Dawn French’s first novel, A Tiny Bit Marvellous, was a real treat when it was published in 2010, and fans of work have been waiting impatiently for her second literary offering ever since. It is promised that her much-anticipated follow up is ‘as darkly comic and entertaining as it is inventive’.
In Oh Dear Silvia, the named protagonist of the novel, Silvia Shute, is mute. That is, she is unable to speak as, ‘despite all the supposed life in her, is in a coma’. She resides in Coma Suite Number 5 at an unnamed hospital in an unnamed town. Her story is told through the perspectives of her loved ones, who range from family members to friends and an hilarious employee, Tia, who is convinced that her employer’s name is ‘Mrs Shit’. Each of these characters has been entrusted with the responsibility of uncovering ‘the mysteries of her broken life’.
The blurb and bare bones of the story alone are intriguing, and pose a wealth of unanswered questions. Each character is followed by the first person narrator, and their thoughts, feelings and often complex relationships with Silvia are presented in a series of separate chapters. The first we encounter is Ed, Silvia’s ex-husband, who finds himself ‘suddenly, shockingly alone’ with his wife. The second chapter focuses upon Silvia’s sister, Jo – ‘the one who’s a bit odd and a bit irritating’ – and others follow her best friend who is a rather psychotic Irish GP named Cat, her daughter Cassie and her key nurse, Winnie. The characters are all varied and have distinctive elements about them. Tia, for example, who helps Silvia around the house, has been taught to swear by her two teenage sons, and comes out with such laughable phrases as ‘I love Cheryl Cole, she a proper nice bollockhead’.
The narrative voice has been incredibly well considered and complements the story perfectly. The monologues which present themselves in one-sided dialogue with Silvia are written well and are filled with believable truths. Small stories find themselves contained within the larger frame, a technique which works marvellously to create a layered plot. The majority of chapters are relatively succinct at first, but they grow in length as the story progresses, allowing us to learn more and more about the characters. Oh Dear Silvia certainly gains strength, depth and speed as it goes along. Nobody seems to quite know how Silvia ended up in her comatose state, and they piece together their knowledge until it reaches a startling crescendo.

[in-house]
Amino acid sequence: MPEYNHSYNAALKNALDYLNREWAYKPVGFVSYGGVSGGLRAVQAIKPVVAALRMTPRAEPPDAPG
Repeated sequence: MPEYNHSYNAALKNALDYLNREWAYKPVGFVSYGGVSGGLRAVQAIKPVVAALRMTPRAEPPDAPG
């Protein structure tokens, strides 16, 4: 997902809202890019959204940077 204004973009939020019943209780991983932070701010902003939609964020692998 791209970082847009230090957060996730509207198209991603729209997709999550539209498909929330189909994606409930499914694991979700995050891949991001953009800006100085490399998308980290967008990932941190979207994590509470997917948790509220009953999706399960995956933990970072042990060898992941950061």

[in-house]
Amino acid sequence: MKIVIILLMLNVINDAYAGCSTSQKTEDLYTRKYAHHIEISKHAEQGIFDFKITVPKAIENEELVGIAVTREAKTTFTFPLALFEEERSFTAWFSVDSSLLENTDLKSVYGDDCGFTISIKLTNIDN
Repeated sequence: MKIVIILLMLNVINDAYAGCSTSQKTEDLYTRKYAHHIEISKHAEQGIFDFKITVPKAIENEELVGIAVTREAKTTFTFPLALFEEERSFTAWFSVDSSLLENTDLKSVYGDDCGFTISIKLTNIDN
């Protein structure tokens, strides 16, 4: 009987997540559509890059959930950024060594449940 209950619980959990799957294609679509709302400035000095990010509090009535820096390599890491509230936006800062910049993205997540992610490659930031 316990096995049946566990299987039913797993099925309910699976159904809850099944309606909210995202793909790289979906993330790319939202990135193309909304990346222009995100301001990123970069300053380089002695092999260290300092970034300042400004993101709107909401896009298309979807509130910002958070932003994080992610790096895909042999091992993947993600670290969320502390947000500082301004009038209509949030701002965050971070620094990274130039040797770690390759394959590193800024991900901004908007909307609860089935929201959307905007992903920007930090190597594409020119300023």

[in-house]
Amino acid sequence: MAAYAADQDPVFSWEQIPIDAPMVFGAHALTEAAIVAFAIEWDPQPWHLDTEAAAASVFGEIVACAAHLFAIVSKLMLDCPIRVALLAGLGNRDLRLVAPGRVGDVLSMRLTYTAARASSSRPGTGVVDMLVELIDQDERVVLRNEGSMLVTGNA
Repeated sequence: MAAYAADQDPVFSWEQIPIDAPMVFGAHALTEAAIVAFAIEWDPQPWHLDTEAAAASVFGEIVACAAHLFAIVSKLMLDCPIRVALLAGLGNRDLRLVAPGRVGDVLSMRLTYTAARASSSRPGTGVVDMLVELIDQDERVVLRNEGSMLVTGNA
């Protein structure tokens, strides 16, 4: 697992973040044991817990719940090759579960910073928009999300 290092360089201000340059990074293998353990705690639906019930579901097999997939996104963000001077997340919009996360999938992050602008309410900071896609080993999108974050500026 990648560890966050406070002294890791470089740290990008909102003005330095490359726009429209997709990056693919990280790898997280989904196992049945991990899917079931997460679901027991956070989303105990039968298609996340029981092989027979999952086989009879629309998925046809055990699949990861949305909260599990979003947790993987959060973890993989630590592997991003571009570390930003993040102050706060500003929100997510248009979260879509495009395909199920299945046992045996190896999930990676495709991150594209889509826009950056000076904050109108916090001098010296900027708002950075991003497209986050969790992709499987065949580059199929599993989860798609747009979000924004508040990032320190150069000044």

The novel is rather touching at times, particularly with regard to the way in which people around her interact with Silvia, despite her unresponsive state. Questions are voiced by characters who would never dare broach certain subjects if Silvia could hear them – Jo wondering why her sister is so unkind and Ed asking about her sending her teenage children away from home after their divorce, for example. As French says, ‘Silvia likes honesty and would certainly be saying it how it is, if the roles were reversed’.
Oh Dear Silvia is, of course, comical, despite the seriousness of its plot. It is also very dark in places, and the twists and turns in the plot come as shocks. The more amusing scenes have been well balanced with those which are more poignant. The novel is full of surprises, and is sure to appeal to fans of French, as well as to those who merely enjoy contemporary fiction.